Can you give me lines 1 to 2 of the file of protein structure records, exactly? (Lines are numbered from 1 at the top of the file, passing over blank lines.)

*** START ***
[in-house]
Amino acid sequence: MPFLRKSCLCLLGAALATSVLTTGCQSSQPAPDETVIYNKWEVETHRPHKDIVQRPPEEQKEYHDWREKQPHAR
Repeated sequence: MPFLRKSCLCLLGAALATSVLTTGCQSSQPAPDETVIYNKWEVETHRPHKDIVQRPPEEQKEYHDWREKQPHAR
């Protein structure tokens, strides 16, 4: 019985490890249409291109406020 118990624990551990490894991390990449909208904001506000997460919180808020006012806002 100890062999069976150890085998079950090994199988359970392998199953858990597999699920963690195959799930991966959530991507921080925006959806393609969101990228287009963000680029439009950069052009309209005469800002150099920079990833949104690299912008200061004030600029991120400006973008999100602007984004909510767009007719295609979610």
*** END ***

[in-house]
Amino acid sequence: MPFLRKSCLCLLGAALATSVLTTGCQSSQPAPDETVIYNKWEVETHRPHKDIVQRPPEEQKEYHDWREKQPHAR